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without exceptions of any kind, should be practised by a king (at such times). A king, however, that is endued with intelligence, while following those scriptures, would do something more. 1 At such times, however, the king should not oppress, Ritwijas, and Purohitas and preceptors and Brahmanas, all of whom are honoured and held in high esteem. By oppressing them, even at such times, he incurs reproach and sin. This that I tell thee is regarded as an authority in the world. Indeed, this is the eternal eye (by which practices in seasons of distress are to be viewed). One should be guided by his authority. By this is to be judged whether a king is to be called good or wicked. It is seen that many persons residing in villages and towns, actuated by jealousy and wrath, accuse one another. The king should never, at their words, honour or punish anybody. Slander should never be spoken. If spoken, it should never be heard. When slanderous converse goes on, one should close one's ears or leave the place outright. Slanderous converse is the characteristic of wicked men. It is an indication of depravity. They, on the other hand, O king, who speak of the virtues of others in assemblies of the good, are good men. As a pair of sweet-tempered bulls governable and well-broken and used to bear burthens, put their necks to the yoke and drag the cart willingly, even so should the king bear his burthens (in seasons of distress). Others say that a king (at such times) should conduct himself in such a way that he may succeed in gaining a large number of allies. Some regard ancient usage as the highest indication of righteousness. Others, viz., they that are in favour of the conduct pursued by Sankha, towards Likhita, do not hold this opinion. They do not advance such an opinion through either malice or covetousness 2. Examples are seen of even great Rishis who have laid down that even preceptors, if addicted to evil practices, should be punished. But approvable authority there is none for such a proposition. The gods may be left to punish such men when they happen to be vile and guilty of wicked practices. The king who fills his treasury by having recourse to fraudulent devices, certainly falls away from righteousness. The code of morality which is honoured in every respect by those that are good and in affluent circumstances, and which is approved by every honest heart,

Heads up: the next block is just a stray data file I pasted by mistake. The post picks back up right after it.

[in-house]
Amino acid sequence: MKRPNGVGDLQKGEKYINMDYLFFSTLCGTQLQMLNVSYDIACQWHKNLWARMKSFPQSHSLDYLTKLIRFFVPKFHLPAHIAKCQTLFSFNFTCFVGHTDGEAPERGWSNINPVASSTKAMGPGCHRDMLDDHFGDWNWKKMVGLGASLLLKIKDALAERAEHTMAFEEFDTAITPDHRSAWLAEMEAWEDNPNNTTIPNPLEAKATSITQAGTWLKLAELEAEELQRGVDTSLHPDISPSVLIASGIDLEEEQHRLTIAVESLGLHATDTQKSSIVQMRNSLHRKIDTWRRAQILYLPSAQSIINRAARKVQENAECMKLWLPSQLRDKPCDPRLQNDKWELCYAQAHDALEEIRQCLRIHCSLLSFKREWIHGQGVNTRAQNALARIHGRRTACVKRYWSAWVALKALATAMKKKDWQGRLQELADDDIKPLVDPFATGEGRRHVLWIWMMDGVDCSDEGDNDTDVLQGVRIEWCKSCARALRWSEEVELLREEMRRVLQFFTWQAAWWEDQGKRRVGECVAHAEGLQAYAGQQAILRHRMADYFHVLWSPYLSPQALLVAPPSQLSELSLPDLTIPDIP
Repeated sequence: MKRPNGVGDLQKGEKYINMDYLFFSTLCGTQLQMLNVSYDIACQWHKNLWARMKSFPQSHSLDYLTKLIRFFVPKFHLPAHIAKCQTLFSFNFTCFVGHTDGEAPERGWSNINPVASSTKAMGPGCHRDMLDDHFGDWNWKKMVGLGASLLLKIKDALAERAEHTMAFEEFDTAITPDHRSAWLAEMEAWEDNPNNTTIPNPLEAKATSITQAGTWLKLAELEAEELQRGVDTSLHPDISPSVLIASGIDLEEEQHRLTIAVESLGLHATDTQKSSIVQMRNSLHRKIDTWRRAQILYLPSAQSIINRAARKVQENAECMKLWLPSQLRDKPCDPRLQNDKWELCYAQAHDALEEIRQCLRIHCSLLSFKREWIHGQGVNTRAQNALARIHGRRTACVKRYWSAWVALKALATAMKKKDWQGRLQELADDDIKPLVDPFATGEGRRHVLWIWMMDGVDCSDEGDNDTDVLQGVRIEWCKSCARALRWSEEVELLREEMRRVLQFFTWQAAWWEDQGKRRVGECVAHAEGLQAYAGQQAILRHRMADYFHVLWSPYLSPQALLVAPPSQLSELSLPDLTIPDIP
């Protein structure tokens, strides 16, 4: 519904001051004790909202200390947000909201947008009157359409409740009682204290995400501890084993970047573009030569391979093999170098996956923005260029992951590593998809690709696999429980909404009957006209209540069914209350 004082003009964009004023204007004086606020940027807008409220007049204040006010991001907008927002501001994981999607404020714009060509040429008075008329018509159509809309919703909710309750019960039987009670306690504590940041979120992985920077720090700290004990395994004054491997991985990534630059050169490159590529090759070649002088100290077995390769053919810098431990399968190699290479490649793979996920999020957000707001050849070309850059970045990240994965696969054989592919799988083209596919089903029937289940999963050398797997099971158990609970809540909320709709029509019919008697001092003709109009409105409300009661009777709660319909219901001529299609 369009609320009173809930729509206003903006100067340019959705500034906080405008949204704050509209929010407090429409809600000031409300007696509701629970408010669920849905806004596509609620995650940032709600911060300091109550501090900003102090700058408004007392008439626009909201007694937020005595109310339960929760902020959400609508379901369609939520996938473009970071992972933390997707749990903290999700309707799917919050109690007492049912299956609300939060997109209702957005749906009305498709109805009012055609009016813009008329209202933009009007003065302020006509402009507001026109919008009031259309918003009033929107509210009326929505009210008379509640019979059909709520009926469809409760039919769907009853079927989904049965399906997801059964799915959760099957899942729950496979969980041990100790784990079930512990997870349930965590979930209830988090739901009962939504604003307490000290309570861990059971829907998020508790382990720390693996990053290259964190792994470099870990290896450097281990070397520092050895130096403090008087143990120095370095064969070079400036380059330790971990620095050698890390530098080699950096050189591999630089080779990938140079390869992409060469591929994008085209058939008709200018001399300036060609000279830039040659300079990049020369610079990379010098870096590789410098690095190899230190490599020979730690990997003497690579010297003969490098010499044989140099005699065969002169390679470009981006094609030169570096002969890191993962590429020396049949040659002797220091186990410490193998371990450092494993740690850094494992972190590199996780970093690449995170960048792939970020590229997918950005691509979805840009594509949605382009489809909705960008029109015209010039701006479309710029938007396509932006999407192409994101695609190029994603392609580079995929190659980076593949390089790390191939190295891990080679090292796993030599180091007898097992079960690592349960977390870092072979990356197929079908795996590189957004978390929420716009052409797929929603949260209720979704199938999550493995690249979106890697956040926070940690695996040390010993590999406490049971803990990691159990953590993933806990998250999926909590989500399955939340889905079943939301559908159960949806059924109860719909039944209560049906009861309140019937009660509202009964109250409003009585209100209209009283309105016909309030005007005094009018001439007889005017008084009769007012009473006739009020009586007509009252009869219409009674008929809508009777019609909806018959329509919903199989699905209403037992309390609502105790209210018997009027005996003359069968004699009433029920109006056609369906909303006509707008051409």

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should be followed. He is said to be conversant with duty who knows duty as depending on all the four foundations. It is difficult to find out the reasons on which duties stand even as it is difficult to find out the legs of the snake. 1 As a hunter of beasts discovers the track of a shaft-struck deer by observing spots of blood on the ground, even so should one seek to discover the reasons of duties. This should a man tread with humility along the path trod by the good. Such, indeed, was the conduct of the great royal sages of old, O Yudhishthira!'"